The weather forecast for the following day was good apart from a SE airflow. Sunset was a stunning display of pinks and orange against a black, jagged silhouette skyline. The evening star rose above the outline of Mt Cook and Tasman to the west. Grey, soft cloud edged up over the Tasman Glacier and enveloped Tasman Saddle hut further down the valley.
Over a coffee Bill passed on lots of detailed info on access and climbs on Malte Brun, a mountain that was high on my list of interests.
We prepped for a “summit day”. Lunch, clothes, backpack, ropes, gear. We would breakfast at 4.00 and depart by 5.00 am. A super excited feel enveloped the whole group.
3.45am. Snowing, heavy snow cover, very low visibility, light wind. Learning – SE airflow often leads to cloud and often snow. Back to bed for a sleep in. Up at 6.00am.
Inside – rope skills. Block leading, monster munter, knots with one hand.
The limited vis was perfect for navigation exercises. We trekked through thick mist to Tasman Saddle Hut using various methods to maintain course and estimate distance. On the return we trekked up to the start of our proposed climb for the following day on Mt Aylmer, setting a nice set of steps in the process. This process was invaluable on Aspiring for me a week later.
Evening cloud engulfed the hut again. Oh dear. Maybe we wouldn’t get to summit anything on the course!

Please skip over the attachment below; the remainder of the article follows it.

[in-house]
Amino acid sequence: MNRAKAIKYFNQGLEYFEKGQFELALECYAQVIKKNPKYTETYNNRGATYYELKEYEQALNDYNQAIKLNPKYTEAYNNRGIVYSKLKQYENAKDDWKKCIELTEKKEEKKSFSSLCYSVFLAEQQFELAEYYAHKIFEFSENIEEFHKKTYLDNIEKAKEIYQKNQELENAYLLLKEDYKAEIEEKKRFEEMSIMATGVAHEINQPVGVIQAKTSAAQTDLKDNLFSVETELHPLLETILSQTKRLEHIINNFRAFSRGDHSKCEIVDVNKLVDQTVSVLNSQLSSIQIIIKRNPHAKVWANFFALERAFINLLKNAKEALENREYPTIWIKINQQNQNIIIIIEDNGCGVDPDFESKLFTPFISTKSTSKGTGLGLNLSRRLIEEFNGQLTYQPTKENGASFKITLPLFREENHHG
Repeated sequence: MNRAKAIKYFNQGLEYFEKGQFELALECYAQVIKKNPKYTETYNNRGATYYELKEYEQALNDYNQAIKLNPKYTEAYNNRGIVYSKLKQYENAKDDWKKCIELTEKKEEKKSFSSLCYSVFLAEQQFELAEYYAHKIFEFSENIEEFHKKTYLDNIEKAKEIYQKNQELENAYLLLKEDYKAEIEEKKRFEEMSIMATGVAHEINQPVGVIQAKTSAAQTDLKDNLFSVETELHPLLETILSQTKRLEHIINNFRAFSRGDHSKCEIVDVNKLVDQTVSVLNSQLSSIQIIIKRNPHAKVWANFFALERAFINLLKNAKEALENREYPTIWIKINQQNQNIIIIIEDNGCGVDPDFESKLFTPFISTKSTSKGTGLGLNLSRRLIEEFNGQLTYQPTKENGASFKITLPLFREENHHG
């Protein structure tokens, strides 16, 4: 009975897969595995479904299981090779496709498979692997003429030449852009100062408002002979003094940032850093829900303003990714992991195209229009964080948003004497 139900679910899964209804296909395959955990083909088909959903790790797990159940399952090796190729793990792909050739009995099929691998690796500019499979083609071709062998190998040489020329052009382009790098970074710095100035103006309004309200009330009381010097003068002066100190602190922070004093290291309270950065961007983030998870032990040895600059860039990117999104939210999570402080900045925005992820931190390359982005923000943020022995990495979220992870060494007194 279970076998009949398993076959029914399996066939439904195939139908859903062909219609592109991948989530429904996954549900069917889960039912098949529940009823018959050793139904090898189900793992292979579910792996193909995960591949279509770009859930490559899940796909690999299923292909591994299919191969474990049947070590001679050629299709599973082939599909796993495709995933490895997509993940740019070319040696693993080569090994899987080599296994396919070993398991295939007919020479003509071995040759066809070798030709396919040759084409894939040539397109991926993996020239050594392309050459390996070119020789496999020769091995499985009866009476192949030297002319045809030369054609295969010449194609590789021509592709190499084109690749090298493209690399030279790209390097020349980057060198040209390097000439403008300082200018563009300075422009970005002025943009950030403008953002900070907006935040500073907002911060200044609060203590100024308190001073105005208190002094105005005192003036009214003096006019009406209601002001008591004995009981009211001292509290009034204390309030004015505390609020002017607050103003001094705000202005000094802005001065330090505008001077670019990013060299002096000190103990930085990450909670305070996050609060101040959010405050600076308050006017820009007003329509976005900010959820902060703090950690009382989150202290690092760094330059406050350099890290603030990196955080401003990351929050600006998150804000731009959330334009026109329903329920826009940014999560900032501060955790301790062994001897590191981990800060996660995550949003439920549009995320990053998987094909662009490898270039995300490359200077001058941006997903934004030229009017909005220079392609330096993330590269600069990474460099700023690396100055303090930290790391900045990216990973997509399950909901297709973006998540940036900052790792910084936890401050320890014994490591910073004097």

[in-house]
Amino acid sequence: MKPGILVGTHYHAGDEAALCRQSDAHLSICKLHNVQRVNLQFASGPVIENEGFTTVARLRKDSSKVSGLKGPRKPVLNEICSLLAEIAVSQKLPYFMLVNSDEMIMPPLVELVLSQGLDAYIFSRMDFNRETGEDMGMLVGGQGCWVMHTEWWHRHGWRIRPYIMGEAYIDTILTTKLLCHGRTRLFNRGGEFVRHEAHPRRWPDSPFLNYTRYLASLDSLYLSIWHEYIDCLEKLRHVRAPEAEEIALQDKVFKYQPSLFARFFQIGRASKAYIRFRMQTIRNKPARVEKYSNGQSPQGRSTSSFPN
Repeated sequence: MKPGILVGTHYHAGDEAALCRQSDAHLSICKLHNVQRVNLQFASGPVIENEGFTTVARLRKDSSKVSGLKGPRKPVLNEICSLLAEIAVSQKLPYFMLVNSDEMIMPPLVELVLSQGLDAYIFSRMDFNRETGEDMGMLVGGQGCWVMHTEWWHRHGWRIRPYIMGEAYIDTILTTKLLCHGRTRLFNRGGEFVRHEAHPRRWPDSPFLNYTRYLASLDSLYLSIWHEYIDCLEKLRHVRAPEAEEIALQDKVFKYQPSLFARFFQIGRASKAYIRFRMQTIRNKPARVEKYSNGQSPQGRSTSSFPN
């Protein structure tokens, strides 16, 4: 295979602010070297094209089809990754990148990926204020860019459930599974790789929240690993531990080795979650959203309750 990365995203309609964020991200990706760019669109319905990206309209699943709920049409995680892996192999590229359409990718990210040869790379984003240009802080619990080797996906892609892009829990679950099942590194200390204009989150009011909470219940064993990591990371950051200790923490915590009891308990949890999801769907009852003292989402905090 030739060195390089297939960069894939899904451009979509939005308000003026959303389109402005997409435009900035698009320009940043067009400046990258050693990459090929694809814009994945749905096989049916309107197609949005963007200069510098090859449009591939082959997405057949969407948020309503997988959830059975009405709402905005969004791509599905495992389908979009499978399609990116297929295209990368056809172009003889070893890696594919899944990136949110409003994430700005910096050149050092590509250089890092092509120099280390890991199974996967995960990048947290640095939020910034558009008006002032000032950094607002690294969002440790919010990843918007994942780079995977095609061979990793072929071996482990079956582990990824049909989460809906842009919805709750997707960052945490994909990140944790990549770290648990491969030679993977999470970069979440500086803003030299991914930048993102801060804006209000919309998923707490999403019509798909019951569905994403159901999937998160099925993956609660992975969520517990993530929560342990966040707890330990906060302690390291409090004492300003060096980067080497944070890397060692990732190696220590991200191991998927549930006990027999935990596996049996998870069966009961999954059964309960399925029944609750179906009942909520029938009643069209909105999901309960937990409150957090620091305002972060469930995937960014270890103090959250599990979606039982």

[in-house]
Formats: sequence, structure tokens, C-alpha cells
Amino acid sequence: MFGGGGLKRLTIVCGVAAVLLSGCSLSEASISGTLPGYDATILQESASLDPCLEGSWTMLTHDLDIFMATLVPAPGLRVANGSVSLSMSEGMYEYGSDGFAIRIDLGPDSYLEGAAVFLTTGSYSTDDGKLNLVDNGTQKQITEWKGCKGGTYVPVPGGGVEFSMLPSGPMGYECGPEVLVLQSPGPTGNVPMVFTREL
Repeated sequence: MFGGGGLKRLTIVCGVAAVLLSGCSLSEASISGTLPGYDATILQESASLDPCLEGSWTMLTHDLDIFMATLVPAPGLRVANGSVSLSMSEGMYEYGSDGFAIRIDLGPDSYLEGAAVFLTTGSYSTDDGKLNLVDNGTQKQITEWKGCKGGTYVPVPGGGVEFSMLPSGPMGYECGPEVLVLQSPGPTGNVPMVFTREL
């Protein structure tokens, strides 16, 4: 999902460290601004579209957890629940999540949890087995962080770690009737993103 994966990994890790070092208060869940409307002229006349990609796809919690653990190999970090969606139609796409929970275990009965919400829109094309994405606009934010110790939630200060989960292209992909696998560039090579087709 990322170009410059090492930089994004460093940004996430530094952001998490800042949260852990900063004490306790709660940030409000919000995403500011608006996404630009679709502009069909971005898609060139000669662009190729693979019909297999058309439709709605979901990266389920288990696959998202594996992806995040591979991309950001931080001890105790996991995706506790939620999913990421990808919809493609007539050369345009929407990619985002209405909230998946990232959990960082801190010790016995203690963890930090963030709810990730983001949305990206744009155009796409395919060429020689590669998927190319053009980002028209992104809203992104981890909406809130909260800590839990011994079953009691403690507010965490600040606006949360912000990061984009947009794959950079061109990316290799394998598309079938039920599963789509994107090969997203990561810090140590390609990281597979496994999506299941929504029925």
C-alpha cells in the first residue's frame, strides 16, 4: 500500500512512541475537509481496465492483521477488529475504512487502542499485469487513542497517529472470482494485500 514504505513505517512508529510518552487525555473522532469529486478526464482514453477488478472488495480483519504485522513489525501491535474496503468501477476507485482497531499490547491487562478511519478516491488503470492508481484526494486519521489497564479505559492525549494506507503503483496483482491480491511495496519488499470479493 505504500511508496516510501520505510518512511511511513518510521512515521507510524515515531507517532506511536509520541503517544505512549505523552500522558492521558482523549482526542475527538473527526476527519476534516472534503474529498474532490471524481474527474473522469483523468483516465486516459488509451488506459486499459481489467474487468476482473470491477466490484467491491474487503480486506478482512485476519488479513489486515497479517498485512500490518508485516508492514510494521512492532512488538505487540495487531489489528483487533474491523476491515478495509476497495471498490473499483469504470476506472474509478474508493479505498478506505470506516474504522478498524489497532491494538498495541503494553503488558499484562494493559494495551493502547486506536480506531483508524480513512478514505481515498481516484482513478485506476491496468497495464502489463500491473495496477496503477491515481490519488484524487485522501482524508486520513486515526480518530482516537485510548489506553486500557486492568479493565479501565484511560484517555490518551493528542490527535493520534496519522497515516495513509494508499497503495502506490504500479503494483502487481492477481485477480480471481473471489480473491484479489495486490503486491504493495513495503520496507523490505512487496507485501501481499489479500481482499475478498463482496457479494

Tai shared important background and gave a small group of us tips on climbing Mt Aspiring, topos, routes, access, descent etc over maps in the afternoon.
3.30am. Bill had already been up for a while and had the copious water boiling. His personal generosity with his time for the group throughout each day, I thought, had been instrumental in setting a philosophy for the whole course. He was forever doing myriad tasks to help individuals and the group progress. It seemed no wonder he had been a part of so many expeditions to the Himalayas- Everest, K2, Gasherbrum – he would be a key team player in these situations.
It was snowing lightly and there was limited visibility but in parts of the sky the moon and some stars shone through. We left at 4.45am and followed the previous day’s footsteps through the murk to the base of the south face of Aylmer. In 3 pairs we did 4 pitches up the steepening ice on front points with axe and hammer. The ice was covered in powder snow. Stakes, ice screws and rock protection were used as runners and anchors. The atmosphere and aesthetics were stunning – we were snowed on, the mist swirled and slowly the sky lightened. Openings appeared in the cloud revealed a huge drop off the ridge. Sun struck Mt Cook. Peaks were islands in a sea of valley cloud. Pat led the pitches placing ice screw runners. Climbing the upper pitches was exhilarating – I played with the minimum amount of effort necessary to swing the axe and crampons into the ice for adequate grip. With multiple groups climbing and anchored the feel was of a mini expedition. On the small summit the sun warmed us while below the 800m north face dropped off into the cloud. We simulclimbed and down pitched along a narrow ridge back to a col and then down to the base. Through all the bad weather and training of the week this was a wonderful culminating experience. Back at the hut at 10.30.